Seborrhoeic Dermatitis (dandruff)
Seborrhoeic Dermatitis (dandruff)
Seborrheic dermatitis is most commonly known as dandruff in adults and may be called cradle cap in infants. Seborrheic dermatitis may appear anywhere, and while prone to flare-up, it can also disappear, never to be experienced again.
It is a common chronic scalp condition, which is marked by itching and flaking of the skin on your scalp. Seborrheic dermatitis may appear anywhere on the body, but it is most common on the scalp. Although dandruff is not contagious and is rarely serious, it can be embarrassing and sometimes difficult to treat.
The good news is that dandruff can usually be controlled. Mild cases of dandruff may need nothing more than daily shampooing with a gentle cleanser. More stubborn cases of dandruff often respond to medicated shampoos.
How do you know it’s dandruff?
For most teens and adults, dandruff symptoms are easy to identify: white, oily looking flakes of dead skin that dot your hair and shoulders, along with an itchy, scaling scalp.
A type of dandruff called cradle cap can also affect babies. This disorder, which causes a scaling, crusty scalp, is most common in new-borns, but it can occur anytime during infancy. Although it can be alarming for parents, cradle cap is not dangerous and usually clears up on its own by the time a baby is a year old.
When to see your doctor?
Most cases of dandruff do not require a doctor’s care. But if you’re still scratching your head after several weeks of experimenting with over-the-counter (OTC) dandruff shampoos or if your scalp becomes red or swollen, see your doctor or dermatologist, as you may have seborrheic dermatitis or another condition that resembles dandruff. Most often, your doctor can diagnose the problem simply by looking at your hair and scalp.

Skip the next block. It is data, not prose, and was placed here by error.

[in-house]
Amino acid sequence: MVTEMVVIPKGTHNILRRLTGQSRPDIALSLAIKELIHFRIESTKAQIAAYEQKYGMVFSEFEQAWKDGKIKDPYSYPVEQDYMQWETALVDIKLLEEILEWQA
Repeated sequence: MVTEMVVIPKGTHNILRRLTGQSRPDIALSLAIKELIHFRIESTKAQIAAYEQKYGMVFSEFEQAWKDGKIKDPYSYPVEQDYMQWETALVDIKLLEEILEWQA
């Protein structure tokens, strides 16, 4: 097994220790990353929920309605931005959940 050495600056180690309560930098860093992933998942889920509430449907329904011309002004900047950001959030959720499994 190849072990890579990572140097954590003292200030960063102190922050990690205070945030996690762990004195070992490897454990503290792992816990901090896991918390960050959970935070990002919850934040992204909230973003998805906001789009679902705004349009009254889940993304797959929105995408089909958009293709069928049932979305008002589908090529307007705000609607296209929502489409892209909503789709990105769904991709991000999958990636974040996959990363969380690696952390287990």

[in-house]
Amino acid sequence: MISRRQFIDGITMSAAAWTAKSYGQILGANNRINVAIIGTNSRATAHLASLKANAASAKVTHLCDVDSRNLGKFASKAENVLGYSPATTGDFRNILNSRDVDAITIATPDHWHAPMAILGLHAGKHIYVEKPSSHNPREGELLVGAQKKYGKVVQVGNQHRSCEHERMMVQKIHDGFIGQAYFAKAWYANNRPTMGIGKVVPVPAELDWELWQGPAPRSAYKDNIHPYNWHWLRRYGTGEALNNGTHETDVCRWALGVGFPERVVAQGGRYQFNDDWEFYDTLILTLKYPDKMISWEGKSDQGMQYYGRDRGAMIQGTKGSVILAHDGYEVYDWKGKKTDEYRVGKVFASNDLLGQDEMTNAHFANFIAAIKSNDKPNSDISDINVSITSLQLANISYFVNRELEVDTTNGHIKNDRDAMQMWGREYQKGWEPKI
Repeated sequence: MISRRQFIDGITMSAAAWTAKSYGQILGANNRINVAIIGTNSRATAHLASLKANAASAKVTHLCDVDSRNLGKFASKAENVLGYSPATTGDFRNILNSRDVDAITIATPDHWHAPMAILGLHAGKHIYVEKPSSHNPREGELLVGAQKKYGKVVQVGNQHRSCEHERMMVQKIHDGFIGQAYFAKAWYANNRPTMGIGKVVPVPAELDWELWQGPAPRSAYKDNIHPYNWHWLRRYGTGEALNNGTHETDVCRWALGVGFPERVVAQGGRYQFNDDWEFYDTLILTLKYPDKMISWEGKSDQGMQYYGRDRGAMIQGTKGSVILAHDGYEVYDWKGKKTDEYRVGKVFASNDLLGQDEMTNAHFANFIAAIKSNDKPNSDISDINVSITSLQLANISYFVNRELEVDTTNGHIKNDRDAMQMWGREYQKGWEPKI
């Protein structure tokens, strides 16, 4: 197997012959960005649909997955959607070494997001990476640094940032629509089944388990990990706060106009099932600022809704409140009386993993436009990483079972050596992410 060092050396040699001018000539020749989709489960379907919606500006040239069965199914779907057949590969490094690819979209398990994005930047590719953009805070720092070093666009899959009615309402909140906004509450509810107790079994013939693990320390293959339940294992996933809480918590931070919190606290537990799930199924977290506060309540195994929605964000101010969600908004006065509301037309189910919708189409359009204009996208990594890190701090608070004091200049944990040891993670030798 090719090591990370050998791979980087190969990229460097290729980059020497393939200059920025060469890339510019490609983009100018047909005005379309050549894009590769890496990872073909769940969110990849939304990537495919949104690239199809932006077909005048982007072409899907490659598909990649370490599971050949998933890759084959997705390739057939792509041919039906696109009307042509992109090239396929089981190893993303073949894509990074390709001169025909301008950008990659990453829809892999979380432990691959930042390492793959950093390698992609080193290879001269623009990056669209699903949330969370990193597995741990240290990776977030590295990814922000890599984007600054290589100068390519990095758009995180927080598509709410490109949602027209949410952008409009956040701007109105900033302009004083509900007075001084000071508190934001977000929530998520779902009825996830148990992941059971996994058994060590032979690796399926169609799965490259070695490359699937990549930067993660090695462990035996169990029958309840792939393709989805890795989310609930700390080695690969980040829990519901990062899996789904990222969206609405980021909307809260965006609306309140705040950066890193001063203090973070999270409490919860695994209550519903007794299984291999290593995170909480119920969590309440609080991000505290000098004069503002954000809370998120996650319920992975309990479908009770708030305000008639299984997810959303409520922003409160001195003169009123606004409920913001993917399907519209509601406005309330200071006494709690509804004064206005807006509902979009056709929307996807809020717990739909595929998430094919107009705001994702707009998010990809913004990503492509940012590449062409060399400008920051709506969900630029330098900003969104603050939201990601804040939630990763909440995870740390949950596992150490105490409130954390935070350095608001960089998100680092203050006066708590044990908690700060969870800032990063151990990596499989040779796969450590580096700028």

What causes Dandruff?
The exact cause of dandruff is unknown. Possible causes and associations include increased oil production, oily skin, increased skin secretions and increased numbers of normal skin yeasts.
Dandruff may also be triggered by poor hygiene and infrequent shampooing and washing. The immune system may also play a part in dandruff.
Although mild dandruff is a very common condition in many people with a normal immune system, severe dandruff is generally more common in people with chronic illnesses or a compromised immune system as in advanced HIV/AIDS and Parkinson’s disease.
Common triggers of dandruff may include the following:
- Increased oil production causing oily skin and an oily scalp
- Excessive sweating
- Poor hygiene with infrequent bodily washing or infrequent usage of shampooing
- Weather (hot and humid or cold and dry)
- Yeast or fungal skin infections
- Weak immune system
- Chronic illnesses
- Emotional or mental stress.
Dandruff can also be associated with:
- Chronic health conditions which may cause extreme and severe dandruff.
- If others in your family have ever had dandruff because the condition probably has a small hereditary component making it more common to run in families.
It is important to remember that dandruff is not contagious.
What treatment can you use for dandruff?
Anti-dandruff shampoos are the mainstay of treatment for simple dandruff. It is usually trial and error finding the one that works for you.
For more stubborn dandruff or seborrheic dermatitis, the ingredients selenium, zinc, coal tar and especially coconut oil or salicylic acid in shampoos can be successful for helping treat dandruff. Most common shampoos for dandruff contain various combinations of these. Be careful when using tar, however, as it can discolour fair hair and bed linen.
Antifungal shampoos containing ketoconazole, such as Kez Shampoo, work well for dandruff. They need to be used a few times a week, so follow the instructions carefully.
All these treatments are available from the pharmacist without a prescription
Eczema, also known as atopic dermatitis, is more commonly found in young children, although it is commonly experienced in adulthood too.
Symptoms usually include dry and very itchy rashes on the face, scalp, elbows, neck, wrists, ankles or legs. The rashes may become red, raised, bumpy and thickened, cracked or crusted over.
Eczema is related to a gene variation that affects the skin’s ability to regenerate and provide protection. Because of this genetic predisposition, your skin can be affected by environmental factors, irritants and allergens (link to Allergies). You are at higher risk of developing eczema if you have a history of asthma or hay fever
Either eczema clears up on its own or the symptoms are treated with medications and creams. It is also important that you keep your skin moisturised if you have eczema.